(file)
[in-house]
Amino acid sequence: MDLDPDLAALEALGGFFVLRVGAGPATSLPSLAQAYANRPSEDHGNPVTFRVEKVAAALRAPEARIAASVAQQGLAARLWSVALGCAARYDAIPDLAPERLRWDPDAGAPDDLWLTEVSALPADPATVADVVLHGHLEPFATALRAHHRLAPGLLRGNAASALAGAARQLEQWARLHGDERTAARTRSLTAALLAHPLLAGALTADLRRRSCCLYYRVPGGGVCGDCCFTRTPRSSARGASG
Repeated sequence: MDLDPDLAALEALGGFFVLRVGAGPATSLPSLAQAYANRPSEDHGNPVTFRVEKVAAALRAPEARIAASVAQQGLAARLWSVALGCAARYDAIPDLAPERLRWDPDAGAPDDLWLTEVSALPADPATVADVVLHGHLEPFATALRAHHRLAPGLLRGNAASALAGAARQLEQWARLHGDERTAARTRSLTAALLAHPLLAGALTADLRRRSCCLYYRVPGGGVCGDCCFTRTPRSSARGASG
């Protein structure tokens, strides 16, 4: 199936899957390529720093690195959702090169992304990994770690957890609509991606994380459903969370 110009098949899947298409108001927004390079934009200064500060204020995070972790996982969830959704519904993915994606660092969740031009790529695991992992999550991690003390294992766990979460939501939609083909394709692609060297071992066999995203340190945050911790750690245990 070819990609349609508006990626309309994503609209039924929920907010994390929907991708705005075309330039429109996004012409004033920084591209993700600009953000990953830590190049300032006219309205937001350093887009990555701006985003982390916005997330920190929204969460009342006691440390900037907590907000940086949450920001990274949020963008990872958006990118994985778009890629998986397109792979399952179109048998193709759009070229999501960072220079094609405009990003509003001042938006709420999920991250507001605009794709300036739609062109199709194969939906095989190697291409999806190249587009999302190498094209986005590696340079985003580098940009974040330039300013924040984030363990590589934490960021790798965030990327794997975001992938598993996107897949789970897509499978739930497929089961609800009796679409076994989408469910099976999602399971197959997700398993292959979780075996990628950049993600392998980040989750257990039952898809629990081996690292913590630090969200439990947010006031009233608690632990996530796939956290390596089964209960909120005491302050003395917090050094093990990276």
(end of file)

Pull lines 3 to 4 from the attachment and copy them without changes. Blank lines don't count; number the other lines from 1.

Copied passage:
Repeated sequence: MDLDPDLAALEALGGFFVLRVGAGPATSLPSLAQAYANRPSEDHGNPVTFRVEKVAAALRAPEARIAASVAQQGLAARLWSVALGCAARYDAIPDLAPERLRWDPDAGAPDDLWLTEVSALPADPATVADVVLHGHLEPFATALRAHHRLAPGLLRGNAASALAGAARQLEQWARLHGDERTAARTRSLTAALLAHPLLAGALTADLRRRSCCLYYRVPGGGVCGDCCFTRTPRSSARGASG
């Protein structure tokens, strides 16, 4: 199936899957390529720093690195959702090169992304990994770690957890609509991606994380459903969370 110009098949899947298409108001927004390079934009200064500060204020995070972790996982969830959704519904993915994606660092969740031009790529695991992992999550991690003390294992766990979460939501939609083909394709692609060297071992066999995203340190945050911790750690245990 070819990609349609508006990626309309994503609209039924929920907010994390929907991708705005075309330039429109996004012409004033920084591209993700600009953000990953830590190049300032006219309205937001350093887009990555701006985003982390916005997330920190929204969460009342006691440390900037907590907000940086949450920001990274949020963008990872958006990118994985778009890629998986397109792979399952179109048998193709759009070229999501960072220079094609405009990003509003001042938006709420999920991250507001605009794709300036739609062109199709194969939906095989190697291409999806190249587009999302190498094209986005590696340079985003580098940009974040330039300013924040984030363990590589934490960021790798965030990327794997975001992938598993996107897949789970897509499978739930497929089961609800009796679409076994989408469910099976999602399971197959997700398993292959979780075996990628950049993600392998980040989750257990039952898809629990081996690292913590630090969200439990947010006031009233608690632990996530796939956290390596089964209960909120005491302050003395917090050094093990990276």